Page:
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It's not at the table, but the US will feature heavily in talks between Iran, Afghanistan and Pakistan.
ISLAMABAD — It’s not sitting at the table, but the US and its policies will feature heavily in talks here today between Iran, Afghanistan and Pakistan.
A contentious agenda item will likely be the fact that Afghanistan and Pakistan are allied with the US, although it’s an uneasy alliance, and Iran is not.
The Iranians are worried that a long-term Afghan-American strategic agreement, which is now under discussion between the two countries, may lead to permanent US bases in Afghanistan, according to Tanvir Ahmad Khan, a political analyst and former Pakistani ambassador to Iran.
Khan said Iranian President Mahmoud Ahmadinejad would likely try to lure Pakistan away from the US.
“I’m quite sure Ahmadinejad will offer all sorts of inducements while demanding that we stay away from the anti-Iran coalition and we help them fight the sanctions,” he said.
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Iran would, for instance, offer Pakistan help to speed up the construction of a gas pipeline, a project the United States vehemently opposes but which is of vital importance to Pakistan. And on Tuesday, Seyed Hassan Yahyavi, Iran’s consul general in Quetta, offered increased investment in Pakistani industry and infrastructure, as well as a much-needed 1,000-megawatt boost of electricity to Pakistan.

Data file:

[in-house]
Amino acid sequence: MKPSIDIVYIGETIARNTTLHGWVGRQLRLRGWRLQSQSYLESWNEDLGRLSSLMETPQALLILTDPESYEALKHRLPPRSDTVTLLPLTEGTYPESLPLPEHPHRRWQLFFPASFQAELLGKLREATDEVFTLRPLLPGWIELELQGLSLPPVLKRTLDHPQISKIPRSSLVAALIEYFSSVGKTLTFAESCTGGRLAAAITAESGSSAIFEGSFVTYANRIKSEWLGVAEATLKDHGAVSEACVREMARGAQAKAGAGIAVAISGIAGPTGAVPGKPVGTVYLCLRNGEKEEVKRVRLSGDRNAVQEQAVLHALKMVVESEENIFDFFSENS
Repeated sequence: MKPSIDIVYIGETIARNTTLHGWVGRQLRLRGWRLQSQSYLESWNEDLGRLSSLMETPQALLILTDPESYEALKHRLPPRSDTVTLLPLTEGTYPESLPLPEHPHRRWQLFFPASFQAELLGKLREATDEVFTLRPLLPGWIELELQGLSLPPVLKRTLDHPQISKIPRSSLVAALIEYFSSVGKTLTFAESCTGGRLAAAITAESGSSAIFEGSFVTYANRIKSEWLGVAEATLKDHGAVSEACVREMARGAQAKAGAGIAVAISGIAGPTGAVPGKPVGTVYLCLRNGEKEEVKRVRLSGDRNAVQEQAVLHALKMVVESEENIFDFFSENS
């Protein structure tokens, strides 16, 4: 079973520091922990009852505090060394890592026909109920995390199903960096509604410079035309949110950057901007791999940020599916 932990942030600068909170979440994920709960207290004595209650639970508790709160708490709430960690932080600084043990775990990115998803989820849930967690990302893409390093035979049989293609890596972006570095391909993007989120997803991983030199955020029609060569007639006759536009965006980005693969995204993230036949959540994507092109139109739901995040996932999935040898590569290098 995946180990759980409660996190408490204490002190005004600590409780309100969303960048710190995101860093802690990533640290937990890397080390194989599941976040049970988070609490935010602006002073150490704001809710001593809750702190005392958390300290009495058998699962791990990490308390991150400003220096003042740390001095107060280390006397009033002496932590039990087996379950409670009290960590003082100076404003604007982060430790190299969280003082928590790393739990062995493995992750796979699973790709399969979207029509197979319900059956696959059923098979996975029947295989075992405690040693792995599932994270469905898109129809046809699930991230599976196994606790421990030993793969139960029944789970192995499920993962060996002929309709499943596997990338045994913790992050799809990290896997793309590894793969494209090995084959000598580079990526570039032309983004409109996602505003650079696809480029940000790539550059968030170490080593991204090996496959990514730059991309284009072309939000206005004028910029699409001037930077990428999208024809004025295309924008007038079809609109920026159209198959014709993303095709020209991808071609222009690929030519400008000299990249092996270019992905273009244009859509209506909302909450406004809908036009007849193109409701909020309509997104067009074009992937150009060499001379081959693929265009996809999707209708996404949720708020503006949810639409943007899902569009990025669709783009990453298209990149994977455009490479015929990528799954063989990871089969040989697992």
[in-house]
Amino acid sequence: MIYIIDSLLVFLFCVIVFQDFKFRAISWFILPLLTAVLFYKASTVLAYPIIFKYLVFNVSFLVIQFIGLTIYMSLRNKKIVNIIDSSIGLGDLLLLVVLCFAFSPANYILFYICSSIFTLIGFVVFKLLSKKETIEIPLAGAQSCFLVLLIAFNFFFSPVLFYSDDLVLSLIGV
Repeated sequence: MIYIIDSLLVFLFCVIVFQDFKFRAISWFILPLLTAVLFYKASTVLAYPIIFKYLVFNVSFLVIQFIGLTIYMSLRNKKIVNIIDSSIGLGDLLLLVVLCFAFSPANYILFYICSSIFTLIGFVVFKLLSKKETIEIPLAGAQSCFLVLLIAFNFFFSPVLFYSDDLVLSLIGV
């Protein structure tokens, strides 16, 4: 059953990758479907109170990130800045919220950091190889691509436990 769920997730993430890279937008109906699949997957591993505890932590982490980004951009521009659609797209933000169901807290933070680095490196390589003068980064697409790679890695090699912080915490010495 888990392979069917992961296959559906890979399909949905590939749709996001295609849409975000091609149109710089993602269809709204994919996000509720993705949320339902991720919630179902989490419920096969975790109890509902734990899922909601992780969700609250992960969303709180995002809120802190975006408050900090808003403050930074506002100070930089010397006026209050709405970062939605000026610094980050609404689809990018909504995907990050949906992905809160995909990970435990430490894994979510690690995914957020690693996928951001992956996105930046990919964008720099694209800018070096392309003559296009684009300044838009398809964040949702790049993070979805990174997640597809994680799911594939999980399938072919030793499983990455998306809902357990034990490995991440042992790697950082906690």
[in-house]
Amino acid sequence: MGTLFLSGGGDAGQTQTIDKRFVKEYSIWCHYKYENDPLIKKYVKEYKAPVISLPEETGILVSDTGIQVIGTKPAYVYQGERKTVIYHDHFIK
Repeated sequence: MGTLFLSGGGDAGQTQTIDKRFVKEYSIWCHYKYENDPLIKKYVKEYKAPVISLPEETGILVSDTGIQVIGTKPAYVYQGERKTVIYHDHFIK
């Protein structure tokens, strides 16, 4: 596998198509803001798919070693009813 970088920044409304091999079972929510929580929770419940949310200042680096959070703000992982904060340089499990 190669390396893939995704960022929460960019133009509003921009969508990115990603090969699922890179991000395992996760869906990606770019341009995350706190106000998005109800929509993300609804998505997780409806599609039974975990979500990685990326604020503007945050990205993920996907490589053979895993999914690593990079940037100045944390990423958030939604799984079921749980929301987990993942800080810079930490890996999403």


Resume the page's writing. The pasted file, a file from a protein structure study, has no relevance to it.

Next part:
Iran, however, will have a hard time prying the two countries out of the grip of the US, which the two have significant financial ties to.
“Of course Karzai’s dependency on the west on security and budgets remains overwhelming. That limits his options,” said Thomas Ruttig, co-director of the Afghanistan Analysts Network, referring to Afghan President Hamid Karzai. But he applauds the idea of more regional cooperation.
“Afghanistan will have to live with its neighbors and it makes sense to establish regular exchanges,” he said.
Analysts and officials said that the two-day meeting would focus heavily on the future of Afghanistan after US and NATO forces leave in 2014, as well as the peace talks being held between the Taliban and the US in Qatar.
“Now that we’ve seen various diplomatic initiatives and backdoor channels opened between the US and the Taliban, I think there is a greater urgency to align policies on Afghanistan,” said Simbal Khan, a director at the Institute for Strategic Studies in Islamabad.
But despite that greater urgency, the leaders of Iran, Afghanistan and Pakistan don’t see eye to eye and distrust will likely cast a shadow over the summit, analysts said.
“There are different attitudes toward the Afghan peace process. The moment the peace process comes up there will be disagreements,” former ambassador Khan. “Historically these countries are not on the same page as far as Afghanistan is concerned.”
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Hashmat Ghani Ahmadzai, an Afghan analyst and leader of the Kuchi tribe, said Karzai will likely ask Pakistan to hand over captured senior Taliban members in the hopes of opening a channel to the Taliban.
“He wants them handed over to the Afghan government and he probably thinks he can have leverage by helping those guys so he can derail the Qatar negotiations between the Taliban and the West,” he said.